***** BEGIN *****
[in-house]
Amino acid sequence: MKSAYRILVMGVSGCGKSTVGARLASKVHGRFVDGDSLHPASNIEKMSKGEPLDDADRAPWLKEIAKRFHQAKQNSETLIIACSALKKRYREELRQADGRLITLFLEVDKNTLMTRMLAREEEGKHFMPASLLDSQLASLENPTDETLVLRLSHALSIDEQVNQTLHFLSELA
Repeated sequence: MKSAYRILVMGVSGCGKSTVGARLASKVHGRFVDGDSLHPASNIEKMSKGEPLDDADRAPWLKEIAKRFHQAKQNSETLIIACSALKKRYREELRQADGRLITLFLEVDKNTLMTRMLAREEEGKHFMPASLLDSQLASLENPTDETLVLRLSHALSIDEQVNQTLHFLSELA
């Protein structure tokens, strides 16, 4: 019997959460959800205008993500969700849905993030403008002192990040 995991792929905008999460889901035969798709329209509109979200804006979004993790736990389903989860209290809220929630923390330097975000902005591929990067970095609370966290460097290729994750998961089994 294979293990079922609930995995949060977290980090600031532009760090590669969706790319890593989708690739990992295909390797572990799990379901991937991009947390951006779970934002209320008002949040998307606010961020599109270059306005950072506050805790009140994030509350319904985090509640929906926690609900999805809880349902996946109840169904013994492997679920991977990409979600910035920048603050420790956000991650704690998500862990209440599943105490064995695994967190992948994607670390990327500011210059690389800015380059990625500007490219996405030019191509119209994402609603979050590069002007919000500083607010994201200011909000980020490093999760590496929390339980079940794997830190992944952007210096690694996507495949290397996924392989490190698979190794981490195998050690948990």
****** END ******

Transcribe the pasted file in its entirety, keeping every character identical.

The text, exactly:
[in-house]
Amino acid sequence: MKSAYRILVMGVSGCGKSTVGARLASKVHGRFVDGDSLHPASNIEKMSKGEPLDDADRAPWLKEIAKRFHQAKQNSETLIIACSALKKRYREELRQADGRLITLFLEVDKNTLMTRMLAREEEGKHFMPASLLDSQLASLENPTDETLVLRLSHALSIDEQVNQTLHFLSELA
Repeated sequence: MKSAYRILVMGVSGCGKSTVGARLASKVHGRFVDGDSLHPASNIEKMSKGEPLDDADRAPWLKEIAKRFHQAKQNSETLIIACSALKKRYREELRQADGRLITLFLEVDKNTLMTRMLAREEEGKHFMPASLLDSQLASLENPTDETLVLRLSHALSIDEQVNQTLHFLSELA
């Protein structure tokens, strides 16, 4: 019997959460959800205008993500969700849905993030403008002192990040 995991792929905008999460889901035969798709329209509109979200804006979004993790736990389903989860209290809220929630923390330097975000902005591929990067970095609370966290460097290729994750998961089994 294979293990079922609930995995949060977290980090600031532009760090590669969706790319890593989708690739990992295909390797572990799990379901991937991009947390951006779970934002209320008002949040998307606010961020599109270059306005950072506050805790009140994030509350319904985090509640929906926690609900999805809880349902996946109840169904013994492997679920991977990409979600910035920048603050420790956000991650704690998500862990209440599943105490064995695994967190992948994607670390990327500011210059690389800015380059990625500007490219996405030019191509119209994402609603979050590069002007919000500083607010994201200011909000980020490093999760590496929390339980079940794997830190992944952007210096690694996507495949290397996924392989490190698979190794981490195998050690948990």